The University of Groningen's touchscreen offers the ultimate in multitouch...
This is the University of Groningen's Reality Touch Theatre, which the Dutch institution describes as the biggest touchscreen interface in the world.
The university has converted its existing cylindrical 3D theatre into a touchscreen that can detect more than 100 touch interactions at any one time.
The touchscreen uses diffuse illumination in which a layer of material on the front of the screen is used to reflect infrared light.
There are six optical motion-capture and motion-tracking cameras and 16 infrared illuminators - with a total of more than 1,000 infrared LEDs - located behind the screen.
The cameras are unable to see through the diffuse layer, and when people touch the front of the screen, the infrared light reflected back shows the computer system where the screen is being touched.
The screen reacts to the input of users in no more than 50 milliseconds and also has a 120Hz stereo system to add to the experience.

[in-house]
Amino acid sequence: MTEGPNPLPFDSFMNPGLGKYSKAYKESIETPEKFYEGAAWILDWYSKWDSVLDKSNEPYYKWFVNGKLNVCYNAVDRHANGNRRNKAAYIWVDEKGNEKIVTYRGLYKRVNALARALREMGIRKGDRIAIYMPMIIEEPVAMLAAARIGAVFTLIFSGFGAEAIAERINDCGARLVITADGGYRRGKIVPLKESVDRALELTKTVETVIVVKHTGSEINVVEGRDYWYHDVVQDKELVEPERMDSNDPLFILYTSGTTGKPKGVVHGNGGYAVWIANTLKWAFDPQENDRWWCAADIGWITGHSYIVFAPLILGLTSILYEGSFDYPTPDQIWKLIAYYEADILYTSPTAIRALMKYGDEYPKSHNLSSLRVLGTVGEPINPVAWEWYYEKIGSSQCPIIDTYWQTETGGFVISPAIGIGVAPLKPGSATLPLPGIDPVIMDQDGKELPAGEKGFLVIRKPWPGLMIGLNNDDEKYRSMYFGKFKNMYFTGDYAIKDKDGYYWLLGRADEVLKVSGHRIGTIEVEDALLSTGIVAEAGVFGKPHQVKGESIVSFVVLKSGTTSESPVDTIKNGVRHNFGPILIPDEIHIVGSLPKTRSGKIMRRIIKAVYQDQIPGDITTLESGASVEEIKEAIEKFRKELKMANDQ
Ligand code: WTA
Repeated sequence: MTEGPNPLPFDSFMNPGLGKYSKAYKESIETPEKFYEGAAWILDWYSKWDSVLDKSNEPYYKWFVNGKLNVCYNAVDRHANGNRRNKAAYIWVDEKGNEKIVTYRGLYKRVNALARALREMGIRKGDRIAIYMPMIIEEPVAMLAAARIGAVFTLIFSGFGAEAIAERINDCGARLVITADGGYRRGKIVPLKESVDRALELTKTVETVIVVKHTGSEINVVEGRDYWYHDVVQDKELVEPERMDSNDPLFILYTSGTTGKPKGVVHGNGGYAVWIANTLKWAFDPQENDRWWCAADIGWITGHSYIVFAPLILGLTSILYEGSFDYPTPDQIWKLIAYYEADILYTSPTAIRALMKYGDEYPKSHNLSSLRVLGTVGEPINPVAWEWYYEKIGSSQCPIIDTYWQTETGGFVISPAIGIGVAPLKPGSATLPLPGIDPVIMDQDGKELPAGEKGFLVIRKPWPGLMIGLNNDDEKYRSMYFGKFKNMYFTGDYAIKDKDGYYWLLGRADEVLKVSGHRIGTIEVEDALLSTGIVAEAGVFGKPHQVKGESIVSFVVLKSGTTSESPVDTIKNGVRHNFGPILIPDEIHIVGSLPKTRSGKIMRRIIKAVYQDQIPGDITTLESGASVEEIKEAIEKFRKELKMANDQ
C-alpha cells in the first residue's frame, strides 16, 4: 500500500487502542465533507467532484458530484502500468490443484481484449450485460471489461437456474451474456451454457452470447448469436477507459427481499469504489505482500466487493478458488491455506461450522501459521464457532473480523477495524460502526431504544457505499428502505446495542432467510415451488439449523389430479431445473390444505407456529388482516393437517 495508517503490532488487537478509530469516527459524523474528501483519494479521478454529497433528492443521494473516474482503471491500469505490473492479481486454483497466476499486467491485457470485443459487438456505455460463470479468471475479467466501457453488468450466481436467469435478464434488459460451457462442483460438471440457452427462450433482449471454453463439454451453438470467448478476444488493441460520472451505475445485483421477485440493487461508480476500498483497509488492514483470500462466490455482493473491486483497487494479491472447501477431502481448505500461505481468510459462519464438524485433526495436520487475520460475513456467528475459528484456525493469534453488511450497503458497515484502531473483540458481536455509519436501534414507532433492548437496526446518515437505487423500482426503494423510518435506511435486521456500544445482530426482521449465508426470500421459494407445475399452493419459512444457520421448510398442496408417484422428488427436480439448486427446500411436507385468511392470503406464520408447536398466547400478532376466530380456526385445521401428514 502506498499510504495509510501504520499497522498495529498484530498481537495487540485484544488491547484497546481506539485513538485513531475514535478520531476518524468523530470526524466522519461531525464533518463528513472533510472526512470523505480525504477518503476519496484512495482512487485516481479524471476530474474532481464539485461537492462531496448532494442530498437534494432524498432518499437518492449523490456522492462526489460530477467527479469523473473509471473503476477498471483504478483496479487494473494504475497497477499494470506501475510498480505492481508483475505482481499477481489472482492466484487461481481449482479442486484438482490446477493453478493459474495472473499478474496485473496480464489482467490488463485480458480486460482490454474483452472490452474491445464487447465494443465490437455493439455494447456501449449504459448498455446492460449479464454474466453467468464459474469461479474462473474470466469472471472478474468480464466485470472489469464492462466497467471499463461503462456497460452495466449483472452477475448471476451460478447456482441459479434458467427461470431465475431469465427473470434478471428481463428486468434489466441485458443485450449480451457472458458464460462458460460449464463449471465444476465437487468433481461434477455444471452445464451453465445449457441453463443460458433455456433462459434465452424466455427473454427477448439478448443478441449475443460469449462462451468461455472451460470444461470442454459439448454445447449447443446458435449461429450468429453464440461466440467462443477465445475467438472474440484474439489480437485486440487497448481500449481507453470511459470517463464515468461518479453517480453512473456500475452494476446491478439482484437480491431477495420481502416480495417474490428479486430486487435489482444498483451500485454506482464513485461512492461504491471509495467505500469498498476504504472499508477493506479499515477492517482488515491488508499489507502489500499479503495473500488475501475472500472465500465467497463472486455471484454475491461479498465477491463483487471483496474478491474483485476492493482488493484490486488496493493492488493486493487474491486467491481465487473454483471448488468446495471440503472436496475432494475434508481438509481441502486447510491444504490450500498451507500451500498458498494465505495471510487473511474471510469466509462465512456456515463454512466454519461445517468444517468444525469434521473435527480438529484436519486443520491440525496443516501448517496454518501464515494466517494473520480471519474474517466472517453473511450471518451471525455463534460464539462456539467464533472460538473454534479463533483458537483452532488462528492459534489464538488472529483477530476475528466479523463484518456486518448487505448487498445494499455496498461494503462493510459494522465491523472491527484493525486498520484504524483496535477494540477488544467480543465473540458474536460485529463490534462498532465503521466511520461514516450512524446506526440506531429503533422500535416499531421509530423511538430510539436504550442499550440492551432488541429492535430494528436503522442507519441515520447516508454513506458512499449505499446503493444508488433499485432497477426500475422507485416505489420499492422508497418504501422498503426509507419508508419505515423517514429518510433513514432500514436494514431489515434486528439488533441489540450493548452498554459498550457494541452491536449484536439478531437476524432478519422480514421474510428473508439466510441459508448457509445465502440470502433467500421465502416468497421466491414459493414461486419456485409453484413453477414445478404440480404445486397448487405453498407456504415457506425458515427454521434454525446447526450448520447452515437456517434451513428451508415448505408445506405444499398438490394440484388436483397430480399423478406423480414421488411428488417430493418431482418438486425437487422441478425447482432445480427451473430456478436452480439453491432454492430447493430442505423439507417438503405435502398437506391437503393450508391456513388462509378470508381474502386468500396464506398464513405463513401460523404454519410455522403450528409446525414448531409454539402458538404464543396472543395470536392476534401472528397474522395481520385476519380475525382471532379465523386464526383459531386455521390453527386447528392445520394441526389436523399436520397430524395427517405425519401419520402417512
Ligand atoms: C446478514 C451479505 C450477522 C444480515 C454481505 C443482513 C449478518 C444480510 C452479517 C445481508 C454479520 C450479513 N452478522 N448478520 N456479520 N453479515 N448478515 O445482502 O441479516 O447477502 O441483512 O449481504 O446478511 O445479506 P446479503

The technology used to create the touchscreen consists of off-the-shelf hardware and public domain software, including the Multi-Touch Vista user input management layer, Multitouch for Java, Community Core Vision machine-sensing technology and the Tuio protocol for multitouch devices.
The facility is being used by academics researching geographic information systems that capture, analyse and present data using techniques such as cartography, statistical analysis and database technology.
The large screen size changes the way in which people interact with each other and with the data on screen. For example, users can work in their own area but quickly switch to working as a group on the same screen.
The way in which interactions between users change will be studied by another University of Groningen research group investigating interaction methods for touchscreens.
The screen is 10 metres wide and curved to give users a more immersive experience.
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